An maritime archeologist (foretopsail on Reddit) nominated the Penguin Invertor as both the silliest and most awesome technique used in science, and I agree.  This fantastic piece of research was published in Marine Ornithology (1991; 19:91-101) under the title

Some Field Techniques for Ecological Research on Emperor Penguins

Before we get to put penguins in the Penguin Invertor, you have to first catch and weigh them.  Catching is achieved by:

Individual adults were caught by tackling them rugby-style, taking care not to land on the bird, as they tobogganed on the sea-ice.  Most penguins were caught after pursuits of less than 25m […]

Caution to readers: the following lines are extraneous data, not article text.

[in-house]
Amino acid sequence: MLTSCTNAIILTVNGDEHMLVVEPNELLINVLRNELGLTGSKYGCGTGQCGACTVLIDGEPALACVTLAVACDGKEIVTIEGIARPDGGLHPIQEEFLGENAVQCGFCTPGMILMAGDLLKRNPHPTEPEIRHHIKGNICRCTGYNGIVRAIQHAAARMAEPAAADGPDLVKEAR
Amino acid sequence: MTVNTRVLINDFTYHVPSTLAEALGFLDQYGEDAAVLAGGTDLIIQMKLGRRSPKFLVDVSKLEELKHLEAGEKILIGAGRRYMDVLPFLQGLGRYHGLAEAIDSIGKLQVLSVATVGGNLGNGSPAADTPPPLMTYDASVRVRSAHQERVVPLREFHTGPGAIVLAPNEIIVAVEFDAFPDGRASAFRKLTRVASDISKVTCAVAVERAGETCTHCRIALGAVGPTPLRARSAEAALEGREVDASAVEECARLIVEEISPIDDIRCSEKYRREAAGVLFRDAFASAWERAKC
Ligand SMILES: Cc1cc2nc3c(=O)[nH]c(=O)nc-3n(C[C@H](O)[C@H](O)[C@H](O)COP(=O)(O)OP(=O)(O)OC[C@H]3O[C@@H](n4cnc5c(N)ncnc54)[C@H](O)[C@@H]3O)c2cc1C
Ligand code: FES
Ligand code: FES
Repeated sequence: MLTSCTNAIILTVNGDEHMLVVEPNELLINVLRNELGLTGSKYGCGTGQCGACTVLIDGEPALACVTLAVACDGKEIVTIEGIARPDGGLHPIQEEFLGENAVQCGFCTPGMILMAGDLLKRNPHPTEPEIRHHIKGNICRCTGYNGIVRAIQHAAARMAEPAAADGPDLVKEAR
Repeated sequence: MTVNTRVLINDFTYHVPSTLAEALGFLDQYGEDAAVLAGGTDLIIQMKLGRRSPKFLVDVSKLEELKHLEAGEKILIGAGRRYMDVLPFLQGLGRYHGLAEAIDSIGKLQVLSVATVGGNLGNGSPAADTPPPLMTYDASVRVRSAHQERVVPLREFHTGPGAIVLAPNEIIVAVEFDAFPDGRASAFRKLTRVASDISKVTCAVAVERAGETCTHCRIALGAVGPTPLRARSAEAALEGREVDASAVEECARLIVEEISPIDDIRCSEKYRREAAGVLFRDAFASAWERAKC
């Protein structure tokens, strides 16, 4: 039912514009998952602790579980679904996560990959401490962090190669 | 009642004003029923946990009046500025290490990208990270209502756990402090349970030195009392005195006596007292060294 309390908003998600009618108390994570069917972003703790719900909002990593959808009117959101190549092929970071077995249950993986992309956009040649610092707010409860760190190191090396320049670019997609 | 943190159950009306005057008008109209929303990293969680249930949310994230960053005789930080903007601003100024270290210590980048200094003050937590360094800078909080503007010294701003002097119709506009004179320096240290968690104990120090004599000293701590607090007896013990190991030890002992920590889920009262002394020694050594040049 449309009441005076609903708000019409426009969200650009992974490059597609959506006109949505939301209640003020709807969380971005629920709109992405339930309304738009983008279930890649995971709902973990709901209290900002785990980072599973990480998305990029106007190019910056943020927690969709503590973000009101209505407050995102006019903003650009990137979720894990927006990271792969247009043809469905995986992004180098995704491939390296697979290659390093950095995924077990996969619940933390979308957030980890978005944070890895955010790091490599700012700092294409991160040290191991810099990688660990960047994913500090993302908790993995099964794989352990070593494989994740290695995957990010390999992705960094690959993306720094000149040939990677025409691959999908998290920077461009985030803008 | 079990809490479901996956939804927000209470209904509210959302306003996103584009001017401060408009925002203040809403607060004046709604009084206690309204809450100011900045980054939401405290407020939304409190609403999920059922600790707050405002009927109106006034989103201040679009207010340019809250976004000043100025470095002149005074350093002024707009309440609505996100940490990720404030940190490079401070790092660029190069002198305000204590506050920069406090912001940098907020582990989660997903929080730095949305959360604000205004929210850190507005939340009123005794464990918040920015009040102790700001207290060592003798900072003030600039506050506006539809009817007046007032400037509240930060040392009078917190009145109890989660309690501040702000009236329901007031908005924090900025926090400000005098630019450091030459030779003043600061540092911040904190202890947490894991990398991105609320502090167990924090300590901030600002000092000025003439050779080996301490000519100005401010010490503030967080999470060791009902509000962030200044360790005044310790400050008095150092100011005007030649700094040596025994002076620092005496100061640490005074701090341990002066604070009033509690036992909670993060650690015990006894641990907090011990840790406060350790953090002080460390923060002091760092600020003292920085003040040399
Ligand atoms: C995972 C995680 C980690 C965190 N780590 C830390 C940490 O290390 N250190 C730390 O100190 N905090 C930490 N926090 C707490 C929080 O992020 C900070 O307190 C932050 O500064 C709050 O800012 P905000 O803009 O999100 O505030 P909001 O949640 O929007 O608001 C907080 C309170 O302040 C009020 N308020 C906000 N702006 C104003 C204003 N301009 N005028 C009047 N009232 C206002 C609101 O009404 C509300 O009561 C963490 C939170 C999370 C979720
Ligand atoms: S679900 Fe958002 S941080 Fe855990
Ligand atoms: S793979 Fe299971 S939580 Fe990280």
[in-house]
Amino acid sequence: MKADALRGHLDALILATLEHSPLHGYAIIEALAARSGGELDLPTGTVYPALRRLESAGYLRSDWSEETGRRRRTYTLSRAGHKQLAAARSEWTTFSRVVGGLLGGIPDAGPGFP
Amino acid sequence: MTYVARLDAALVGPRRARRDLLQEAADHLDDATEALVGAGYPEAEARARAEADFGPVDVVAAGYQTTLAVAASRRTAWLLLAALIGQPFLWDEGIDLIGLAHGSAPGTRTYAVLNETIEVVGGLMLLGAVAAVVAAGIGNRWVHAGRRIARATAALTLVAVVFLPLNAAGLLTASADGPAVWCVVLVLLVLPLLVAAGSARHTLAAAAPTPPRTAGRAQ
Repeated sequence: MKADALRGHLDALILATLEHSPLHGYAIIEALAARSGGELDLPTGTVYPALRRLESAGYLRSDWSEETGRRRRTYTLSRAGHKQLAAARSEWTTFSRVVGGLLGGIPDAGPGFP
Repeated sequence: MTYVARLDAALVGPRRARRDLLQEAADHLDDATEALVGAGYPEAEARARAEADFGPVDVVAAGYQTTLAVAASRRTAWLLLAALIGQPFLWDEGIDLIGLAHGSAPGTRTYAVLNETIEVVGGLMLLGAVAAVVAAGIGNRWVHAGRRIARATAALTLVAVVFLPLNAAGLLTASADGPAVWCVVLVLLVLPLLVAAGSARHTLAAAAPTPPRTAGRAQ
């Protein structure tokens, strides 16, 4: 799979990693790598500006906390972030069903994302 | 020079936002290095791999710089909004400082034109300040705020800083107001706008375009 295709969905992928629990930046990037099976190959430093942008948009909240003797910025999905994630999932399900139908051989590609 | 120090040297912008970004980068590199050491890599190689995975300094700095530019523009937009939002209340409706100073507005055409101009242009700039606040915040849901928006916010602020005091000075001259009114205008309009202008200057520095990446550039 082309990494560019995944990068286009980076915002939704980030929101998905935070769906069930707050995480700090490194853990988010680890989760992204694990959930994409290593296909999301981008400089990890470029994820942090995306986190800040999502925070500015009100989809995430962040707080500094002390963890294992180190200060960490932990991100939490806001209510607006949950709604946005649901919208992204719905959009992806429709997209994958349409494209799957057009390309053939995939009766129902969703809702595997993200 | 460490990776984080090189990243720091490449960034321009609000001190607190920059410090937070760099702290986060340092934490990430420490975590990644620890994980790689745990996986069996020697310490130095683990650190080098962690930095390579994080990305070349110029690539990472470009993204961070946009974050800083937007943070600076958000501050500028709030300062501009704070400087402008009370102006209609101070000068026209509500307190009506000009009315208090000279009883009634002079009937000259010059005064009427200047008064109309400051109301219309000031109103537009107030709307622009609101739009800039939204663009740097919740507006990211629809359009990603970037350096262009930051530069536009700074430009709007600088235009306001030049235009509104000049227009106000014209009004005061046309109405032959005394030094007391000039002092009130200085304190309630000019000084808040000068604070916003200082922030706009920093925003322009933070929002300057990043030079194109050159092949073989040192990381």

And a skilled field operator can weigh an emperor penguin on his own, using this contraption (the penguin is upside-down in the bag):

And finally, the long-awaited Penguin Invertor.  It’s used to probe what the penguin ate, and the device includes a pump to put water in its stomach, followed by a WHOOSH! invertor to make it puke everything back out.

I feel a little sorry for the poor bird.  Just a little… I feel more sorry for the poor biologist in ginormous red parka freezing his butt off, waddling in the wind and snow, to catch and stuff the struggling tuxedo-wearing avians.  On that note, I find the pen-and-ink illustrations very well-drawn and charming.  In recent papers they’ve almost been exclusively replaced by CG images, often of varying technical and illustrative merits.